Housing for homeless and low-income community members going up in Oceanside

Housing for homeless and low-income community members going up in Oceanside

Housing for homeless and low-income community members going up in Oceanside

San Diego Union Tribune

BY LINDA MCINTOSH

JAN. 23, 2023 1:51 PM PT

Ground was broken for a housing community geared to homeless and very low-income residents this month at a vacant lot on Greenbrier Drive between Apple Street and Oceanside Boulevard, just east of Interstate 5, and near the Crouch Street Sprinter Station.

The complex will have 60 units, with 59 for homeless community members or those at risk of homelessness. One of the units is reserved for the apartment manager.

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The 45 studios are 362 square feet, and the nine one-bedroom units are 565 square feet.

The complex sits on nearly three-quarters of an acre lot and is slated to have community amenities such as barbecue areas, laundry facilities and a garden.

The project, spearheaded by National CORE and the San Diego Community Housing Corporation, will provide not only permanent housing for all ages, but also support services.

The integrated supportive housing community of Greenbrier Village as it will be called, is slated to include mental, physical and behavioral health services, care coordination, employment development and programs supporting social connectedness.

The Hope through Housing Foundation is partnering with the County of San Diego Behavioral Health Services, Interfaith Community Services, San Ysidro Health and other local service providers to offer support and case management to help residents, as they work toward getting stability in their lives.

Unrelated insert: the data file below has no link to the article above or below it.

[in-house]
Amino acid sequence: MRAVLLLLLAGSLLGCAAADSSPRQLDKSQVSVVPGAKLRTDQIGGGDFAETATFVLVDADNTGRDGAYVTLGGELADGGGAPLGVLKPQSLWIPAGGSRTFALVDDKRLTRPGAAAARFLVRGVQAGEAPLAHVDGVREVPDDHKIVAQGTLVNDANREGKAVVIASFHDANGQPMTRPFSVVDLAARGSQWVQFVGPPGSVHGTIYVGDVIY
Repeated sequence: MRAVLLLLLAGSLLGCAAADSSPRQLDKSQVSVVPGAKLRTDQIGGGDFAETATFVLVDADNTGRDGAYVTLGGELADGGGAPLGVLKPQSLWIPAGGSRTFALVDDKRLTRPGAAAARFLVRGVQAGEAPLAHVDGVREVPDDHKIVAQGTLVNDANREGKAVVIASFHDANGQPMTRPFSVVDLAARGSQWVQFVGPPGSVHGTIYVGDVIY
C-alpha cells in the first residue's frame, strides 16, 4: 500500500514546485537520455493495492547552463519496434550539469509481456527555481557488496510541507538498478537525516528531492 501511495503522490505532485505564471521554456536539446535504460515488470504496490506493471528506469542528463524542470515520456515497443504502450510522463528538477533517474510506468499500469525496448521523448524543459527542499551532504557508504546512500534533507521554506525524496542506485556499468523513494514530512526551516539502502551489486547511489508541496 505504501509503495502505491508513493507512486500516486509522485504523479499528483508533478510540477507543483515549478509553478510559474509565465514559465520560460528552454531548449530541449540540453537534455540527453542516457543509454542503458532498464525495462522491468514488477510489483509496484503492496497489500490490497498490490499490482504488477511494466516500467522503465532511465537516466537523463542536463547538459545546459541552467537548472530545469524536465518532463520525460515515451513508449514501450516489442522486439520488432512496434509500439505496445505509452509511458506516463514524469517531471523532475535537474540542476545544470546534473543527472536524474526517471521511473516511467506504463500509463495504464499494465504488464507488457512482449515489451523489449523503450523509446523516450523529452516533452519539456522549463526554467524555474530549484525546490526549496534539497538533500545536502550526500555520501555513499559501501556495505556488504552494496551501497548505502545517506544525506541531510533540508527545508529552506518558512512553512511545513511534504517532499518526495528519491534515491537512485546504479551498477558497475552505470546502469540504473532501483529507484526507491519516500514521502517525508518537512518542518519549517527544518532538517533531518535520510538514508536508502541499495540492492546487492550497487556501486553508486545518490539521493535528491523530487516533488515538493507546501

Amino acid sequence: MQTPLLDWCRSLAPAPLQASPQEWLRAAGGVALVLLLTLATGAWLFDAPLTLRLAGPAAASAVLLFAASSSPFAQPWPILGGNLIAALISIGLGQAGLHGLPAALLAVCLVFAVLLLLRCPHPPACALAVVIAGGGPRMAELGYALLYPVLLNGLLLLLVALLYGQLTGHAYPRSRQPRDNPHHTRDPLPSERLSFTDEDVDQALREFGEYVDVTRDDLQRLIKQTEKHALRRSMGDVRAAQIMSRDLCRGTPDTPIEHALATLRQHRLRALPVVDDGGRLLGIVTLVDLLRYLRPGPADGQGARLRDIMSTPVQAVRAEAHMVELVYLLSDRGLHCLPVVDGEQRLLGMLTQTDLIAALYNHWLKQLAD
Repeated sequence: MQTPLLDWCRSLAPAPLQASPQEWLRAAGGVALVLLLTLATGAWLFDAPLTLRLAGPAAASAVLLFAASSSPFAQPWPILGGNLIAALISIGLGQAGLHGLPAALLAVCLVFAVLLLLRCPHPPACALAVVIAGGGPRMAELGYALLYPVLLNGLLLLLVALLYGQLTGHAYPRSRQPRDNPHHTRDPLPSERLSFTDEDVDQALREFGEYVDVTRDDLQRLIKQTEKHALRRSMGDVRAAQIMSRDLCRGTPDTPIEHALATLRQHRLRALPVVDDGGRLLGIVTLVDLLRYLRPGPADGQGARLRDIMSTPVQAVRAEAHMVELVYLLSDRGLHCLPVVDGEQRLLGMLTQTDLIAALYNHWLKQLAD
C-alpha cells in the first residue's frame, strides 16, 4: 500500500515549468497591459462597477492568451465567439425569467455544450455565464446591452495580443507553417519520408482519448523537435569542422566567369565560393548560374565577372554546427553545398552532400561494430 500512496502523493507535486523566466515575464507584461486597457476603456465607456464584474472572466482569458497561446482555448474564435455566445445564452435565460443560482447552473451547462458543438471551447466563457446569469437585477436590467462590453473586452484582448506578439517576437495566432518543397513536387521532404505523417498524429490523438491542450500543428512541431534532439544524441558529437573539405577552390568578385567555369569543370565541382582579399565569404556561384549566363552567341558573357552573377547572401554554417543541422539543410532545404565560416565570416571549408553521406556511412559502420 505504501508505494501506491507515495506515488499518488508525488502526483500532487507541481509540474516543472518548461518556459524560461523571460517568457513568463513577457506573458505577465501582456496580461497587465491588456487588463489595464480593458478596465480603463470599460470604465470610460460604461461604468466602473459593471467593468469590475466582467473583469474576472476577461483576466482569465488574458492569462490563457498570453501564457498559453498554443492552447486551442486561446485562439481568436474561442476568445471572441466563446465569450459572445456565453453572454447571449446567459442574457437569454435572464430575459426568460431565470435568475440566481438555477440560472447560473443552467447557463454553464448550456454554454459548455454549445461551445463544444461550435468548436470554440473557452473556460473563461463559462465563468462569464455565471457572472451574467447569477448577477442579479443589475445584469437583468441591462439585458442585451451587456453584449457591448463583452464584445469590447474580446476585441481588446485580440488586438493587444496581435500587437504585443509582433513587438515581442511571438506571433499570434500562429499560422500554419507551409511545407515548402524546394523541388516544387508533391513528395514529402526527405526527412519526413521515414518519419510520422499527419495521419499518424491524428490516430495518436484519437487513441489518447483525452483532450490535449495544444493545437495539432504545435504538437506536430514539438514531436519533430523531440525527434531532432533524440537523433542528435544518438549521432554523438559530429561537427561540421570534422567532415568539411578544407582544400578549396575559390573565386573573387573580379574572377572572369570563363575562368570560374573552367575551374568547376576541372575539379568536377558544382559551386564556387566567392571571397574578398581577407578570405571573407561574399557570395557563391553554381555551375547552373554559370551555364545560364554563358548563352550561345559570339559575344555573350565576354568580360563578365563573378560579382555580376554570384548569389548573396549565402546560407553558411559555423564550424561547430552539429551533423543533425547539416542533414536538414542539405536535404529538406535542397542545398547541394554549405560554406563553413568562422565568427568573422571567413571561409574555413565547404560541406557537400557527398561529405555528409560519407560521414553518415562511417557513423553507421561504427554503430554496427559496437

“Housing is just the first step to obtaining stability. The support services that we offer, coupled with high-quality homes, provide tools for our residents to set a foundation to achieve security,” said Michael Ruane, National CORE president.

The project will include residents with mental health challenges, through its partnership with the county’s “No Place Like Home” program.

The project’s cost is estimated at $27.3 million. Funding comes from a $6.2 million mortgage from JP Morgan Chase, $11.6 million of tax equity funding and $3.5 million Federal HOME funds from the city of Oceanside, and $6 million from the county’s allocation of No Place Like Home funds.

Construction is estimated to take 18 to 20 months, and Greenbrier Village is expected to open for occupancy around August 2024.

Attendees at the groundbreaking included county Supervisor Jim Desmond, Oceanside Mayor Esther Sanchez, and City Council members, County of San Diego officials and National CORE and San Diego Community Housing Corporation leaders.

“With innovative programs like the County of San Diego Innovative Housing Trust Fund and No Place Like Home, we are continuing to bring folks in off the street, to help homeless individuals and families maintain stable housing, and to allow all residents the opportunity to thrive,” said David Estrella, director of Housing and Community Development Services for the San Diego County Health and Human Services Agency.

Housing for homeless and low-income community members going up in Oceanside

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